I am always looking for and believe there is a greater purpose in life. My faith leads me to care more about improving lives than focusing on profitability. I try to put faith into action when I can, for example, the Strider Rider Fund is a commitment to dedicate a percentage of top-line revenue to charitable purposes every month… that money goes to charity whether the company makes a bottom line profit that month or not. I believe that as a company we have a responsibility to give to God first, without fail. Through faith and dedication everything else will fall into place. I also believe riding provides an important early experience of freedom that instills a lifelong appreciation of freedom and desire for more freedom. This appreciation and desire are life changing and are the foundation of a strong nation and a fulfilling faith.
Where can we see Strider going in the future?
Strider will continue to expand its promotion of the riding lifestyle that celebrates freedom and adventure. As a company, Strider continually wants to introduce kids to the joy of riding at ever younger ages (Baby Bundle!). We will continue to push for active, health-focused events and activities that get kids on bikes enjoying the community of riders instead of sucked into the isolation of their mobile devices. We are an ambitious company, and one of our ambitions is to see every kindergartener in America fully proficient and pedaling a two-wheeler. And while we’re talking ambition, Strider wants to see the extinction of tricycle and training wheels… extinction meaning gone forever.
The 4-step pedal process and emphasis on safety in the guide is really extensive and well thought out. Safety is a huge issue with the proliferation of bikes across all age groups in this day and age. As the next generation of kids slowly graduates from a Strider upbringing, how does Strider expect to see it’s influence translate in the years to come?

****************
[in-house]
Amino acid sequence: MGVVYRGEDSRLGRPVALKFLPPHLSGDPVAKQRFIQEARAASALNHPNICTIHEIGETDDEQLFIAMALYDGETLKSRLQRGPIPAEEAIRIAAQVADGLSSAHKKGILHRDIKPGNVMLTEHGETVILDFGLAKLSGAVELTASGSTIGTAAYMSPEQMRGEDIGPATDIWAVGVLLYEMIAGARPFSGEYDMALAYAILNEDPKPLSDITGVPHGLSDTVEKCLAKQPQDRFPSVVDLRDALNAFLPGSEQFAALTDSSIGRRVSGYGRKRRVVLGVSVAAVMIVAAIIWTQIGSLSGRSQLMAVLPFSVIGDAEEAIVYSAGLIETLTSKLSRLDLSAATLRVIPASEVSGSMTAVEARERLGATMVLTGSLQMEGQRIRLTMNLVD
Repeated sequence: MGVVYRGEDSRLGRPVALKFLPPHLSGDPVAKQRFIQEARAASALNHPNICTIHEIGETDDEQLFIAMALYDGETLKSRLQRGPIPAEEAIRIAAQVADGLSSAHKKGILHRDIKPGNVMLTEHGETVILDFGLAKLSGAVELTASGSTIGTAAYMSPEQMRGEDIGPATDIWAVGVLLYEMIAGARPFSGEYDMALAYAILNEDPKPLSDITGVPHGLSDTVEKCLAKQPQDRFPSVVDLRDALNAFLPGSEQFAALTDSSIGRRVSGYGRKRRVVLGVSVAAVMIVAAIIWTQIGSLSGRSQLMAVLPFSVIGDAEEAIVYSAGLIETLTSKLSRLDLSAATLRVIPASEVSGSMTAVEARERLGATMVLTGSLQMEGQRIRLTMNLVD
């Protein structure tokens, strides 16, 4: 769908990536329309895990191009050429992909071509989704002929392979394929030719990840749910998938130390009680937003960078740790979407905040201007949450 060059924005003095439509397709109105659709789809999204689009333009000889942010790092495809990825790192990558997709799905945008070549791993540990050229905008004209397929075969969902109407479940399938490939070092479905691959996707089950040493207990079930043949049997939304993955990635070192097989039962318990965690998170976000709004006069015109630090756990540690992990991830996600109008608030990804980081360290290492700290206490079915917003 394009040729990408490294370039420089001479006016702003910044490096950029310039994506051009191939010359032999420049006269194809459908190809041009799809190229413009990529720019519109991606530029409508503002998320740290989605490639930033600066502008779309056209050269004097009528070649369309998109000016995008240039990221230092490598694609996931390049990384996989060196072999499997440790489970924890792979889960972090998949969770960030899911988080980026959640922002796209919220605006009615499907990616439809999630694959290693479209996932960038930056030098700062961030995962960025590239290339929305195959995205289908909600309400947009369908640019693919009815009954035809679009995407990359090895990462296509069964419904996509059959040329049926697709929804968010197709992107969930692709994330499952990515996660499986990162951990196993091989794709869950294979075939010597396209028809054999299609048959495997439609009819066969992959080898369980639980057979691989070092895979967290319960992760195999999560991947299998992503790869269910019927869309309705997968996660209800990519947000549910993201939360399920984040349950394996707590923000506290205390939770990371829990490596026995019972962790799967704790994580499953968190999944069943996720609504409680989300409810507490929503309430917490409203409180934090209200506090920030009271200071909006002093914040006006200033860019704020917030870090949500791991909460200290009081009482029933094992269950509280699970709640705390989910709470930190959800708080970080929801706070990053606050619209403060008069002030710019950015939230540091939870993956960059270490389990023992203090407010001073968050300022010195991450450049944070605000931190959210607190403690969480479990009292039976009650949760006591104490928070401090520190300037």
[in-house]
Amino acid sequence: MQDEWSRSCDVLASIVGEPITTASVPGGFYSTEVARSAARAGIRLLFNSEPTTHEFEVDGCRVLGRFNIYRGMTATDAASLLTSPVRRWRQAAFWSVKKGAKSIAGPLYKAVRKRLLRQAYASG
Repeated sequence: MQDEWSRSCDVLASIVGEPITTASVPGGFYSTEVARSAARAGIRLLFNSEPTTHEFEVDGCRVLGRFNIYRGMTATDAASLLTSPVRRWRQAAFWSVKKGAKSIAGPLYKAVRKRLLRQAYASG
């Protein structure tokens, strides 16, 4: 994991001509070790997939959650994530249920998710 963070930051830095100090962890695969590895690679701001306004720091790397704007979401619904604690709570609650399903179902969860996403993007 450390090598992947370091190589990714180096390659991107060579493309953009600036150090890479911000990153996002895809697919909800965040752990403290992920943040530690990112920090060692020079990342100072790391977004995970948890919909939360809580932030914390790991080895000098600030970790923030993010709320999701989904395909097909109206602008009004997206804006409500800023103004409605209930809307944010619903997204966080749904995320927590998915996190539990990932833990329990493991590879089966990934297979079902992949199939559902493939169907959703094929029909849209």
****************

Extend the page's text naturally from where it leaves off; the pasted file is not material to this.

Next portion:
When children learn a skill at a very young age, their brains physically develop specific pathways to perform that skill— making them better at that skill than someone whose brain doesn’t have that direct pathway development. This means it will be more natural to them, as easy as walking or even breathing. When kids are so skilled at riding that they don’t have to “think” about it, they will not only be safer riders for life, but they will be better riders. We envision Strider graduates setting new records and performing new feats that have never been done before. We have no doubt that future Olympians and World Champions will state that they started their racing career at age two on a Strider bike.
From Taylor Kuyk-White of the Bicycle Coalition Youth Cycling Program:
Since the Youth Bike Summit (and our work in positive youth development through bicycles at the Bicycle Coalition Youth Cycling Program) is all about nurturing youth voice, independence, and leadership, I left this project completely in the hands of the youth who enthusiastically volunteered for the opportunity. Special kudos go to Jahmiel Jackson who is a new athlete with us and an aspiring writer, currently writing a fantasy novel, for taking the initiative on this piece.
By Jahmiel Jackson, Mya Miller and Kayla West
Every year a group of passionate, proactive and inspiring youth, young adults and seniors alike meet to converse about everything from problems in the cycling community to the components that make it an enjoyable sport. Although the location may change, the resolve of these riders and supporters does not.
The Youth Bike Summit is an event that is held annually. It establishes a place where all age groups can learn and educate others about their experiences and go to vigorous workshops on many topics on cycling. This year it was held in Arlington, Virginia from October 6 to October 8 and was hosted by Phoenix Bikes. In addition, organizations and youth groups can apply to give presentations about their journey in the cycling work. Over the course of three days, cycling advocates have the chance to bond over good food, inclusive and fun activities, and awesome presentations.